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Keywords:

  • community ecology;
  • ecology;
  • ecosystems;
  • evolutionary ecology;
  • population ecology;
  • research priorities

Summary

  1. Fundamental ecological research is both intrinsically interesting and provides the basic knowledge required to answer applied questions of importance to the management of the natural world. The 100th anniversary of the British Ecological Society in 2013 is an opportune moment to reflect on the current status of ecology as a science and look forward to high-light priorities for future work.
  2. To do this, we identified 100 important questions of fundamental importance in pure ecology. We elicited questions from ecologists working across a wide range of systems and disciplines. The 754 questions submitted (listed in the online appendix) from 388 participants were narrowed down to the final 100 through a process of discussion, rewording and repeated rounds of voting. This was done during a two-day workshop and thereafter.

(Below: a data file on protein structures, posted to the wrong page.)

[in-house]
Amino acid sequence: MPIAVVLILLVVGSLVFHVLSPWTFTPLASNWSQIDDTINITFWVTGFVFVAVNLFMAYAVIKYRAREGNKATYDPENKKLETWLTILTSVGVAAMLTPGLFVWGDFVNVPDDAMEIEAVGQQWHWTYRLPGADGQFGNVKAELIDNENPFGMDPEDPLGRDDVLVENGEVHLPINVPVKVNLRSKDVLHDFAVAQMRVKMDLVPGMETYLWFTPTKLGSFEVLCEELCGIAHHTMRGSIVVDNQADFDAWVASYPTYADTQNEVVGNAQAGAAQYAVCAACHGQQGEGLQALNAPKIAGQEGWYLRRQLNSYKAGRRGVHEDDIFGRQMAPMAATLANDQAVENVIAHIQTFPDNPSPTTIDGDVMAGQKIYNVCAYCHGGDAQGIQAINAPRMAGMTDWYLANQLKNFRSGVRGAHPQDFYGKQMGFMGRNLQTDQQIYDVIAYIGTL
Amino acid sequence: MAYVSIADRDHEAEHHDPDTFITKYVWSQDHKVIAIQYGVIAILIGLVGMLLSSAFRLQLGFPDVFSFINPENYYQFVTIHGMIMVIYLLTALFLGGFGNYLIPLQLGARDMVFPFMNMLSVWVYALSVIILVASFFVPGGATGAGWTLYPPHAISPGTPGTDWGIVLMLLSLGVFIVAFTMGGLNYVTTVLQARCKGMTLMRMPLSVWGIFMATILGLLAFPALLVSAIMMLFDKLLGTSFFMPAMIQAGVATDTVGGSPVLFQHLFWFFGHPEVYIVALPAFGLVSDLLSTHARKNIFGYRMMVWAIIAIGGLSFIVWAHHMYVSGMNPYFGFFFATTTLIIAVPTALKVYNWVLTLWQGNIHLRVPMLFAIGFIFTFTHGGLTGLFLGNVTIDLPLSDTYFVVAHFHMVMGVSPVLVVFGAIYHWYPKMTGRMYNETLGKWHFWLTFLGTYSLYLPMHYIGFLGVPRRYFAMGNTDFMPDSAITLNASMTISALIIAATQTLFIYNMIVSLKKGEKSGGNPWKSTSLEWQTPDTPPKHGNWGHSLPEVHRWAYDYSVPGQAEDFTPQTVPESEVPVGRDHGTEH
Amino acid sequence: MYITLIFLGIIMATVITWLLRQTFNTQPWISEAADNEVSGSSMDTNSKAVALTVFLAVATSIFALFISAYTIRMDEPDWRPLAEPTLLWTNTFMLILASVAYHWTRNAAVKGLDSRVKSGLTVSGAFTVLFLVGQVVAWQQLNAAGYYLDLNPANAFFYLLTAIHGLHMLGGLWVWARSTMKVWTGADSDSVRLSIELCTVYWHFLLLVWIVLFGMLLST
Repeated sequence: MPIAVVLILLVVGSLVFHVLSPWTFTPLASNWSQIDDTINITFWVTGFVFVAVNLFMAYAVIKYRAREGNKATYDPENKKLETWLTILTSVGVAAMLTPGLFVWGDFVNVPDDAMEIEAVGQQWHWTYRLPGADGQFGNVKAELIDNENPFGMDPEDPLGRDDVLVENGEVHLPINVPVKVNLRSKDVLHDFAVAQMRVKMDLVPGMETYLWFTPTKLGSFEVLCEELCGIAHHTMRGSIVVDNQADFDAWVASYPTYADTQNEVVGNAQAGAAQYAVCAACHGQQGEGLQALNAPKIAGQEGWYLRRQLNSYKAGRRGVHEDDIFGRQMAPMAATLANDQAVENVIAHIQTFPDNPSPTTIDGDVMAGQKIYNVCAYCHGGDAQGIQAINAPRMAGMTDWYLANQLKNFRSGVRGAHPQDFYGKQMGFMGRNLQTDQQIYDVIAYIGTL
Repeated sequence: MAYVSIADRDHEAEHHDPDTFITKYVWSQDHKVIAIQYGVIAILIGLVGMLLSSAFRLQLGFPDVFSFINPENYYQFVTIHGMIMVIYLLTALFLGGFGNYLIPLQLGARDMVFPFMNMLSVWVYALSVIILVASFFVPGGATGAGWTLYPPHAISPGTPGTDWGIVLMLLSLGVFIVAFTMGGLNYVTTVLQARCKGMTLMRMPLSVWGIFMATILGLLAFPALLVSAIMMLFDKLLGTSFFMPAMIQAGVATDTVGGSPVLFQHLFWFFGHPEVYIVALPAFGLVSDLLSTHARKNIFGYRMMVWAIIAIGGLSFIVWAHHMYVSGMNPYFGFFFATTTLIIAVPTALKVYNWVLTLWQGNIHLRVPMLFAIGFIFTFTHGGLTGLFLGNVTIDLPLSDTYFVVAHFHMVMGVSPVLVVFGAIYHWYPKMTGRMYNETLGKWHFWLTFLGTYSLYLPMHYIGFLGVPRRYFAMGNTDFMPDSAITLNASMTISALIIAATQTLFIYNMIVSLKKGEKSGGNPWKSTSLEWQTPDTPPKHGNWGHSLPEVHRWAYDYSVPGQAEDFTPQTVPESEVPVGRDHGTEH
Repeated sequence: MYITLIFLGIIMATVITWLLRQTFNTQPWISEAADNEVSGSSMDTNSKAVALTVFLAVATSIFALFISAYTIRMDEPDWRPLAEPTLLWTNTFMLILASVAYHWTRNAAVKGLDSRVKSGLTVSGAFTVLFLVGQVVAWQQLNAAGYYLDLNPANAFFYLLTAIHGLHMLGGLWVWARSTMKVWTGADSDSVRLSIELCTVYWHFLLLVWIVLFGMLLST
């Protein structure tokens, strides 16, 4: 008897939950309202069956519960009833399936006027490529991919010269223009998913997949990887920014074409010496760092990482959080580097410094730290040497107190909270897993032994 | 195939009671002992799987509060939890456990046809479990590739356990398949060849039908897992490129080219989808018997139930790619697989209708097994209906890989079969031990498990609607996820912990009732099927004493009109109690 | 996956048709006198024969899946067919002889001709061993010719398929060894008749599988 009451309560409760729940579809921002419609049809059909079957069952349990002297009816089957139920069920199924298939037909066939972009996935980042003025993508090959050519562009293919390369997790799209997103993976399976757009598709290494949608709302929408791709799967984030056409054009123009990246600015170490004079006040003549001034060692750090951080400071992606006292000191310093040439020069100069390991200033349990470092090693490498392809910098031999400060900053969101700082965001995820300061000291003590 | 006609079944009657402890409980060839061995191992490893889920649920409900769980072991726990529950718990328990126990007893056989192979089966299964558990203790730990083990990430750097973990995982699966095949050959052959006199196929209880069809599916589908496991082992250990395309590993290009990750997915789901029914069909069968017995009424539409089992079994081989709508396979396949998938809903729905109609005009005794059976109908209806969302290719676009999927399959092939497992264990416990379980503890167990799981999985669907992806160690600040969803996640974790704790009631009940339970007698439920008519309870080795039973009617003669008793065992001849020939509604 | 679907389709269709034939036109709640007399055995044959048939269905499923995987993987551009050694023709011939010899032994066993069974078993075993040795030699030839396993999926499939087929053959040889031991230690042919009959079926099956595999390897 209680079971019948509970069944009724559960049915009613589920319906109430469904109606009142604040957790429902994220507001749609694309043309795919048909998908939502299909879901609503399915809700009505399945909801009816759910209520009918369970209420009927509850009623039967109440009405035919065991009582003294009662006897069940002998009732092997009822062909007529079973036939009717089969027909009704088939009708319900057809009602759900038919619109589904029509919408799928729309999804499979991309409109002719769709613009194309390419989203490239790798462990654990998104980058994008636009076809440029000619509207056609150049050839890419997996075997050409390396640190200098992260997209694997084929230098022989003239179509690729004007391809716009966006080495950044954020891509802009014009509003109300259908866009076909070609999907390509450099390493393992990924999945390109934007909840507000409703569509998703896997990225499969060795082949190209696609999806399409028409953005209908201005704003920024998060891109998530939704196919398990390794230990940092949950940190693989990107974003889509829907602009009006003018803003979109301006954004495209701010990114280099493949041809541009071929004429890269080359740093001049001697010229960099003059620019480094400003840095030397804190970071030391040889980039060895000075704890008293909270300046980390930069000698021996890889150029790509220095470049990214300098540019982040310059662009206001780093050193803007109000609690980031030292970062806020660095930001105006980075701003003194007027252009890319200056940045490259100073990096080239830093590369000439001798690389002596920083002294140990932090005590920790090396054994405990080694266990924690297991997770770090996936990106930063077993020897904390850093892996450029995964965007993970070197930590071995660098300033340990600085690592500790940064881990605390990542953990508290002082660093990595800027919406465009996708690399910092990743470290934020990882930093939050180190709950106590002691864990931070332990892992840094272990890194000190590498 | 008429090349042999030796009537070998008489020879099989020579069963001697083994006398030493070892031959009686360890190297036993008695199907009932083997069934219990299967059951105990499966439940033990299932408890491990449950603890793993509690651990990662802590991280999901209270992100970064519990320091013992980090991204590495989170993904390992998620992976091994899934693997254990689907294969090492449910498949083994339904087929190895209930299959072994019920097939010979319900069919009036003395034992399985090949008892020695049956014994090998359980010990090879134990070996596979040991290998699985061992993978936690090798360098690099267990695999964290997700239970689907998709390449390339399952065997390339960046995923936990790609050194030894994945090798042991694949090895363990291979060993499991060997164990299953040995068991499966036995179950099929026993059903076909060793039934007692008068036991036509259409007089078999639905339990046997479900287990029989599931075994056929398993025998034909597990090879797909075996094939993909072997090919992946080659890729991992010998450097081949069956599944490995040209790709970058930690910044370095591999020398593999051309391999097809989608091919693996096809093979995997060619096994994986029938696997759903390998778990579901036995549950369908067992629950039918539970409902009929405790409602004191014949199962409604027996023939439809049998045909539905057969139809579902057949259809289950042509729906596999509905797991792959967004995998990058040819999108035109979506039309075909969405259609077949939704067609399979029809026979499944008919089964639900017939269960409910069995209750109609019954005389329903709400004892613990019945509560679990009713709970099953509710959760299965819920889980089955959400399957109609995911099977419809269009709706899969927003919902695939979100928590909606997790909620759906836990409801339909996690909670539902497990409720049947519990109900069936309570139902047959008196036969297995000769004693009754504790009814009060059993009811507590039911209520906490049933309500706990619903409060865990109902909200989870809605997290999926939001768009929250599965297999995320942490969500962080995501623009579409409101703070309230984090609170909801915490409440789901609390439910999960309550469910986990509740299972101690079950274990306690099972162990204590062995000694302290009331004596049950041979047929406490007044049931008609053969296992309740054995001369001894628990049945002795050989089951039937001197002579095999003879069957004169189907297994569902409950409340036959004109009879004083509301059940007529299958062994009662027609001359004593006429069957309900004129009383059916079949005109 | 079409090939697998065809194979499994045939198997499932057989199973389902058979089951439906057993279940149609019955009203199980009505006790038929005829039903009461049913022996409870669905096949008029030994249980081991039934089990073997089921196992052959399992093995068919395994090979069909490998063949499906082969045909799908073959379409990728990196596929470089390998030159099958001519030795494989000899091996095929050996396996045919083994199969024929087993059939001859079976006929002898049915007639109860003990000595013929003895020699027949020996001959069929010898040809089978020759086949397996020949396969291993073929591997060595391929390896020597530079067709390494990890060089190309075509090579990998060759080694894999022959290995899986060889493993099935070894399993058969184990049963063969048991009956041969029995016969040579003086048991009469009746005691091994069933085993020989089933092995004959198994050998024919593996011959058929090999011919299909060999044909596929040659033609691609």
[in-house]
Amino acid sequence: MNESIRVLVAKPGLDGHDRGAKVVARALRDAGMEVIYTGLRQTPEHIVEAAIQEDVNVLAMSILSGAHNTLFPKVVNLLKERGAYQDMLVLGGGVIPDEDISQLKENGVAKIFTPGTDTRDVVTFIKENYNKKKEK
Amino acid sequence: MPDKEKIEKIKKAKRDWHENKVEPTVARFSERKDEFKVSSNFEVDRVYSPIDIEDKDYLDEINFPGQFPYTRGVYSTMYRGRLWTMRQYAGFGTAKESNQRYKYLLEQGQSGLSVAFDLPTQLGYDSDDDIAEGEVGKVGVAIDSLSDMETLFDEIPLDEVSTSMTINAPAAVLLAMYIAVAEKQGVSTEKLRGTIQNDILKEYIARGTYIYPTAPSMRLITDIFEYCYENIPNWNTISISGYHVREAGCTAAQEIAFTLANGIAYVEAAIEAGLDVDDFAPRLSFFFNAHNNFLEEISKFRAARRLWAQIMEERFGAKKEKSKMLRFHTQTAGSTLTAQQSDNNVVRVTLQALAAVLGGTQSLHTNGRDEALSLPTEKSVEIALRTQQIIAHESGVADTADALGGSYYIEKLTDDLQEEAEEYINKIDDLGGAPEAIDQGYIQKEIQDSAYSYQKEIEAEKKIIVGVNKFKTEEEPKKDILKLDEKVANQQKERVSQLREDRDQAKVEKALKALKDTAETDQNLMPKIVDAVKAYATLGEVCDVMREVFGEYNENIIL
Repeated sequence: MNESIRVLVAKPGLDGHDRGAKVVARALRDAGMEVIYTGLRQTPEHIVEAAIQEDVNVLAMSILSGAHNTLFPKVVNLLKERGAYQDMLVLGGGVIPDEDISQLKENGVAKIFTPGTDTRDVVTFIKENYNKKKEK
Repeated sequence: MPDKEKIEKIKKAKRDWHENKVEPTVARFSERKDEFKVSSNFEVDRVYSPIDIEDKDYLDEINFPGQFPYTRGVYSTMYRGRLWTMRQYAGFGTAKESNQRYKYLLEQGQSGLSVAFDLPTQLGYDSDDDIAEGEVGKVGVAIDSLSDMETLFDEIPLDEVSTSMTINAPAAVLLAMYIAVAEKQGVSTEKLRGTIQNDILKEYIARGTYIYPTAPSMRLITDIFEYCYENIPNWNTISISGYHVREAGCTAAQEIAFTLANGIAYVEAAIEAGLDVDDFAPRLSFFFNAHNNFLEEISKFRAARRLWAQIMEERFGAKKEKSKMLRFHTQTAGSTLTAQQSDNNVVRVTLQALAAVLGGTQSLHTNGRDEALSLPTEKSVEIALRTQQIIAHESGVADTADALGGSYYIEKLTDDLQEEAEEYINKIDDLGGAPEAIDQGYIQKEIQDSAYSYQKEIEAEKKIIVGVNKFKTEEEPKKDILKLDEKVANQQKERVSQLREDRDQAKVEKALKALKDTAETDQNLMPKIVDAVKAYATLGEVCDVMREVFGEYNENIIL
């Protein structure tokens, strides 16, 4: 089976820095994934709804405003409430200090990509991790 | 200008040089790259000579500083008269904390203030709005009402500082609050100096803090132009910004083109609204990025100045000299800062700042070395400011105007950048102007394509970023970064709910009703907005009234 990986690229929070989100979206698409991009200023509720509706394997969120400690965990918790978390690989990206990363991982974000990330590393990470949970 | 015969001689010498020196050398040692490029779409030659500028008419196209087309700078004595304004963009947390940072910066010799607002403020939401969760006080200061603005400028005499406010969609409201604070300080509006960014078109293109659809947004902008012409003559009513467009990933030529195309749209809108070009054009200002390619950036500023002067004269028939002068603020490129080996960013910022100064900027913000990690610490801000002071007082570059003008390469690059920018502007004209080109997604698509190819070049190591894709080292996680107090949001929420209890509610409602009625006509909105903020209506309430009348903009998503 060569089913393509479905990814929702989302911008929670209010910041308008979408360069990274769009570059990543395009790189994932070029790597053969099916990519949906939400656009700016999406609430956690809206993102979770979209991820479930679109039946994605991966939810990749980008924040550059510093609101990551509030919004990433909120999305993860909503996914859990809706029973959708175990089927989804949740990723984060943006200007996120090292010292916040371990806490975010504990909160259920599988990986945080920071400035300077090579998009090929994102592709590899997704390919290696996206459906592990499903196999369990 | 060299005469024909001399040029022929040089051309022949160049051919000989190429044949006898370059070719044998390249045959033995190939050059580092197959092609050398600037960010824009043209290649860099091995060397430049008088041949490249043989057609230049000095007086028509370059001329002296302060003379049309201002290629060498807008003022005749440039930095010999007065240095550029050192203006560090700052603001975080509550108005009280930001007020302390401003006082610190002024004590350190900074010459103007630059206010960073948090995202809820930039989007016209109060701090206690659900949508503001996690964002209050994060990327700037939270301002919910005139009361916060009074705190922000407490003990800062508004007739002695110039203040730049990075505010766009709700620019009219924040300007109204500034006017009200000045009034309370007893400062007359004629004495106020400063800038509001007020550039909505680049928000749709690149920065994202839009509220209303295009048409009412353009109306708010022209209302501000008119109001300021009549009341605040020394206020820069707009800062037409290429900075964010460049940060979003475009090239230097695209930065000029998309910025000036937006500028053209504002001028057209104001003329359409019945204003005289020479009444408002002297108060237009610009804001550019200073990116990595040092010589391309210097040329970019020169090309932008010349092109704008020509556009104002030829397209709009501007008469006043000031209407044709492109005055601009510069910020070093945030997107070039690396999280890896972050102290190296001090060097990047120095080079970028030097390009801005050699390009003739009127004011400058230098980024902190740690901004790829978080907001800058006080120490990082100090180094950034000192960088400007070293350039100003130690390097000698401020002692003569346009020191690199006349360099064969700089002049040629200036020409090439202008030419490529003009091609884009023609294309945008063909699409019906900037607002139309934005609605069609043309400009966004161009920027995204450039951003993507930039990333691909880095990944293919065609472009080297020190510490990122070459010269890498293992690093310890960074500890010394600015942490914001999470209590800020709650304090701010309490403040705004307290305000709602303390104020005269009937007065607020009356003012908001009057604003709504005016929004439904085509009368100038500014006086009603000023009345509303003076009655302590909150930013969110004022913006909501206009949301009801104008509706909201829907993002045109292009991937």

3. The questions reflect many of the important current conceptual and technical pre-occupations of ecology. For example, many questions concerned the dynamics of environmental change and complex ecosystem interactions, as well as the interaction between ecology and evolution.
  4. The questions reveal a dynamic science with novel subfields emerging. For example, a group of questions was dedicated to disease and micro-organisms and another on human impacts and global change reflecting the emergence of new subdisciplines that would not have been foreseen a few decades ago.
  5. The list also contained a number of questions that have perplexed ecologists for decades and are still seen as crucial to answer, such as the link between population dynamics and life-history evolution.
  6. Synthesis. These 100 questions identified reflect the state of ecology today. Using them as an agenda for further research would lead to a substantial enhancement in understanding of the discipline, with practical relevance for the conservation of biodiversity and ecosystem function.